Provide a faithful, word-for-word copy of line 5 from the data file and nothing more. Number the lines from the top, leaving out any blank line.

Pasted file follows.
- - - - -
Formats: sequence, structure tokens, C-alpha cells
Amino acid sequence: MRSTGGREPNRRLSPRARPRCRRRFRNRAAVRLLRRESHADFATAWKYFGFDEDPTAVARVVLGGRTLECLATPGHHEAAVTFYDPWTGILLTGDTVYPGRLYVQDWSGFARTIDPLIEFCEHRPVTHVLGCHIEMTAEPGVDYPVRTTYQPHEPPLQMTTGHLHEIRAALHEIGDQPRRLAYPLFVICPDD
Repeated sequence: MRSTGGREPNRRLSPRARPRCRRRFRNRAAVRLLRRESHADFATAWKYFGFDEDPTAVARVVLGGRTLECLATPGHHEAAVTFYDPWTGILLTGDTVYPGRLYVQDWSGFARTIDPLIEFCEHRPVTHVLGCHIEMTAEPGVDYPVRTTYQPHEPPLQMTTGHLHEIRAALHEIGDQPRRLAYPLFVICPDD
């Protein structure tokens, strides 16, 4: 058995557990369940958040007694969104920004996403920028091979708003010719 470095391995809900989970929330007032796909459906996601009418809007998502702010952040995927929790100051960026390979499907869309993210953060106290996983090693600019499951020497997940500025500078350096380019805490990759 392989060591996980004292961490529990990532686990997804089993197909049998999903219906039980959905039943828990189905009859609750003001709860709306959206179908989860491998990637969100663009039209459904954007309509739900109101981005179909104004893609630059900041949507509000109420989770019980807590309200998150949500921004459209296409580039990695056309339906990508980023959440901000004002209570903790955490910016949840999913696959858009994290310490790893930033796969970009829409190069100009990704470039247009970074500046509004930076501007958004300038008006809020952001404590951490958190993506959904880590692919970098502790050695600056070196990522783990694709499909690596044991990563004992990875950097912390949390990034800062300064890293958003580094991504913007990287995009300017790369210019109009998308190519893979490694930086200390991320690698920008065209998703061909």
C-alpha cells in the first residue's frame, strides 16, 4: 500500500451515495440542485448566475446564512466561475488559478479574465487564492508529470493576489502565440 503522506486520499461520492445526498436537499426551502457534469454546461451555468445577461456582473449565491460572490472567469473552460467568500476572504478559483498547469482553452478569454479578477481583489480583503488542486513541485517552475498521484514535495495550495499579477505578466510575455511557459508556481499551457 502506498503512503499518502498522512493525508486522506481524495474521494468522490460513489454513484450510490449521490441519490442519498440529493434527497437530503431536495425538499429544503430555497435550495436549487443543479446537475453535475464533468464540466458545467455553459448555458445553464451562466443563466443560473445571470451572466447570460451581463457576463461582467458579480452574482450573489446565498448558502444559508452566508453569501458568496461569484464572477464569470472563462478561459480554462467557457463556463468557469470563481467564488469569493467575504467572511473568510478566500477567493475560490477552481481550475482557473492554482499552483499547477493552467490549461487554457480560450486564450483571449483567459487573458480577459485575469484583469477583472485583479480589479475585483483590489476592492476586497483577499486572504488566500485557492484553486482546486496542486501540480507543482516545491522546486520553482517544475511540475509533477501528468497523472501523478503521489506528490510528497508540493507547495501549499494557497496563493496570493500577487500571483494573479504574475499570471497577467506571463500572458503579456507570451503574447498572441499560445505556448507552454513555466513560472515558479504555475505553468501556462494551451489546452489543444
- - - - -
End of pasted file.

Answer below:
C-alpha cells in the first residue's frame, strides 16, 4: 500500500451515495440542485448566475446564512466561475488559478479574465487564492508529470493576489502565440 503522506486520499461520492445526498436537499426551502457534469454546461451555468445577461456582473449565491460572490472567469473552460467568500476572504478559483498547469482553452478569454479578477481583489480583503488542486513541485517552475498521484514535495495550495499579477505578466510575455511557459508556481499551457 502506498503512503499518502498522512493525508486522506481524495474521494468522490460513489454513484450510490449521490441519490442519498440529493434527497437530503431536495425538499429544503430555497435550495436549487443543479446537475453535475464533468464540466458545467455553459448555458445553464451562466443563466443560473445571470451572466447570460451581463457576463461582467458579480452574482450573489446565498448558502444559508452566508453569501458568496461569484464572477464569470472563462478561459480554462467557457463556463468557469470563481467564488469569493467575504467572511473568510478566500477567493475560490477552481481550475482557473492554482499552483499547477493552467490549461487554457480560450486564450483571449483567459487573458480577459485575469484583469477583472485583479480589479475585483483590489476592492476586497483577499486572504488566500485557492484553486482546486496542486501540480507543482516545491522546486520553482517544475511540475509533477501528468497523472501523478503521489506528490510528497508540493507547495501549499494557497496563493496570493500577487500571483494573479504574475499570471497577467506571463500572458503579456507570451503574447498572441499560445505556448507552454513555466513560472515558479504555475505553468501556462494551451489546452489543444